Tuesday, August 24, 2010

The Temptation In The Wilderness

Title: The Temptation In The Wilderness

Artist: Briton Riviere

Medium: Oil on canvas

Size: tbd

Date: 1898

Location: Guildhall Art Gallery, London.

Matthew 4:1-2: Then Jesus was carried up into the wilderness by the Spirit to be tempted of the devil: and having fasted forty days and forty nights, afterwards he hungered.

Directly after he was declared to be the Son of God, and the Savior of the world, Jesus was tempted; great privileges, and special tokens of Divine favor, will not secure any from being tempted. Satan aimed in all his temptations to bring Christ to sin against God. The enemy is subtle, spiteful, and very daring; but he can be resisted. It is a comfort to us that Christ, being tempted, found strength, and that the Holy Spirit, witness to our being adopted as children of God, that will answer all the suggestions of the evil spirit.

"The Temptation In the Wilderness" is an example of the artist's technical skill and knowledge, and is also interesting as being the successful outcome of an experiment in color. The painter decided to express the sentiment of his subject almost entirely by means of color, i.e. by the white figure of the Christ against the sunset glow of the sky, both sky and figure being focused by the gloom of the landscape. He made many notes of the color effects derived from the juxtaposition of white and sunset, and found, as he expected and hoped, that the white, in shadow with the cold light of the south-eastern sky, appeared almost as a bright blue against the warm north-western sunset sky. This enabled him to dispense with the conventional nimbus of purely ecclesiastical pictures, and yet achieve an effect of the miraculous by showing, as if by accident, the white evening star, greatly magnified by the composition, just over the head of the Savior.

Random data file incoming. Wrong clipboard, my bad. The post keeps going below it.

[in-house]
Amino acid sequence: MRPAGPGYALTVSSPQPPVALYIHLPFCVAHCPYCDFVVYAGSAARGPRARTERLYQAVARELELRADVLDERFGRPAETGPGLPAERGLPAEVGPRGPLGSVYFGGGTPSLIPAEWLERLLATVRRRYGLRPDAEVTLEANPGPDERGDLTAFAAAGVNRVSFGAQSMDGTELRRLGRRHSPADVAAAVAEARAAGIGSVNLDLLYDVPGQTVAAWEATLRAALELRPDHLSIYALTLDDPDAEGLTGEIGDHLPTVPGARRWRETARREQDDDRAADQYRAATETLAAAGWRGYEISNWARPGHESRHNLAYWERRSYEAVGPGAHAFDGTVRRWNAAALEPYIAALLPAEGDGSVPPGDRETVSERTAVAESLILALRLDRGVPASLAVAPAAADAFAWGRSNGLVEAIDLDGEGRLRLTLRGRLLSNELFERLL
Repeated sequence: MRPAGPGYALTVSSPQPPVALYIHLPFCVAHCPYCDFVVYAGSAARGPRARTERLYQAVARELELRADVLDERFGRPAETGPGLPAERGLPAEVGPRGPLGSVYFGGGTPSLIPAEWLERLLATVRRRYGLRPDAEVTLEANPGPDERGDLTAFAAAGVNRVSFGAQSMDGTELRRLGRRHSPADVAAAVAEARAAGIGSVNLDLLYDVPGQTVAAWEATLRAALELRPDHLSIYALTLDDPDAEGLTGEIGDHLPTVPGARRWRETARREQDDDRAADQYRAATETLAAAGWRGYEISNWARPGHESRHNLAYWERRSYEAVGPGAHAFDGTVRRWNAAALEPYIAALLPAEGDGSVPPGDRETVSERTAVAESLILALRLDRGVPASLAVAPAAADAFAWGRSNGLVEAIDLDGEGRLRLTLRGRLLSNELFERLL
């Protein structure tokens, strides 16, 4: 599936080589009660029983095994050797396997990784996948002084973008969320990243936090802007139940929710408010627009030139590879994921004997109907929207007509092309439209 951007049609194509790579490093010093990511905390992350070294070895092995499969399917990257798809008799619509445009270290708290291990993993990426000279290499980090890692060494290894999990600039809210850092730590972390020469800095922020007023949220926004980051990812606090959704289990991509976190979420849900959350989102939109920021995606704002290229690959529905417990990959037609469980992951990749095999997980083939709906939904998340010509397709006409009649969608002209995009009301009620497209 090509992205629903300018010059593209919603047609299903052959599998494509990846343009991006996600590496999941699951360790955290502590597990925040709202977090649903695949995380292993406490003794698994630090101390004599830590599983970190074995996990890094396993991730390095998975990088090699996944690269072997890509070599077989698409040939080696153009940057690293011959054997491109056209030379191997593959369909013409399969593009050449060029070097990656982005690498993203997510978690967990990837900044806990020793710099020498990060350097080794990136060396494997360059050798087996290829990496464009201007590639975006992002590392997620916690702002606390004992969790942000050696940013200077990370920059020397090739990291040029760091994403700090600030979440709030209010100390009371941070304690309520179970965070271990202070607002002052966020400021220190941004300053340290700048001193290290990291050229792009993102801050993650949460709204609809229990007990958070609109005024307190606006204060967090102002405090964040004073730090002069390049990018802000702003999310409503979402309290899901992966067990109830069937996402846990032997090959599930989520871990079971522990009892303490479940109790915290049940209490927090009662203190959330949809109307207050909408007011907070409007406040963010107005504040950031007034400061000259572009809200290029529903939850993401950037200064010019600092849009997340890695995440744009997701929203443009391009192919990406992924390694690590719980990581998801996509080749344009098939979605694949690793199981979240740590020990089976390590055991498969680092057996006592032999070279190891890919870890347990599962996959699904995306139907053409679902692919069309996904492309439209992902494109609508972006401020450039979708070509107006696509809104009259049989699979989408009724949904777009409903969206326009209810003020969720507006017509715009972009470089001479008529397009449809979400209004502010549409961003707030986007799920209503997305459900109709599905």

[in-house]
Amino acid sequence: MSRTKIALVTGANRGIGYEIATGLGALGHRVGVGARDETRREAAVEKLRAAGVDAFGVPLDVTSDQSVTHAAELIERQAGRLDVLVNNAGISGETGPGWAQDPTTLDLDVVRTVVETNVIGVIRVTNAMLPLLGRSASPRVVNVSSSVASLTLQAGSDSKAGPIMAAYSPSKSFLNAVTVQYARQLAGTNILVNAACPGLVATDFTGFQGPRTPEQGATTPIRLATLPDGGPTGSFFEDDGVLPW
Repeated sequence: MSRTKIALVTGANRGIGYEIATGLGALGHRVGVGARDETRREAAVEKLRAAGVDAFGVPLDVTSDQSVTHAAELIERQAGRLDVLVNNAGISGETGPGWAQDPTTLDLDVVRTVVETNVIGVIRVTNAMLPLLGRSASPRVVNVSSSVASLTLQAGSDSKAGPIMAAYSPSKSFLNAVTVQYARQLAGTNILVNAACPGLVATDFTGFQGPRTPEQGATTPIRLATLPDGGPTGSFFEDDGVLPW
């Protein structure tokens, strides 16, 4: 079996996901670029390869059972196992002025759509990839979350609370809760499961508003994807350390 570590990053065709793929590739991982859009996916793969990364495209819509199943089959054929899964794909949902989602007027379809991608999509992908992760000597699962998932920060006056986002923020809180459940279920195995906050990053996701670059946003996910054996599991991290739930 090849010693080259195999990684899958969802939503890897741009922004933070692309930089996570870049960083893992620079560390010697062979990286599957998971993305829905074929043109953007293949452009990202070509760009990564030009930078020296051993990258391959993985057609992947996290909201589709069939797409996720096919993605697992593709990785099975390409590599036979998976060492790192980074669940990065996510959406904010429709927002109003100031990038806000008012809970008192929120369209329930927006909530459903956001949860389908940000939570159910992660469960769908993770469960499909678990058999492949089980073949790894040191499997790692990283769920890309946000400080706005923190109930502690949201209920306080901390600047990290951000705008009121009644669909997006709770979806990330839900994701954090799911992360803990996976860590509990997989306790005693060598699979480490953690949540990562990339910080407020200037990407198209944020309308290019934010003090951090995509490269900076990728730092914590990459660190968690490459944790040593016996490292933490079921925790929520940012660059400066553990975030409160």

Briton Riviere (1840-1920) was an Irish artist born in London, England. The son of an artistic father, gave early promise of distinction in the realm of art. At the age of eighteen he exhibited at the Royal Academy, and his pictures became an annual feature at Burlington House after his twenty-sixth year. He was elected an A.R.A. in 1878, and was admitted to full membership in 1881. He is best known as a painter of wild animals, in which field he stands supreme. Even in this branch of art he has successfully introduced the religious element, as may be seen in his popular painting of "Daniel in the Lions' Den" in the Walker Art Gallery.

No comments:

Post a Comment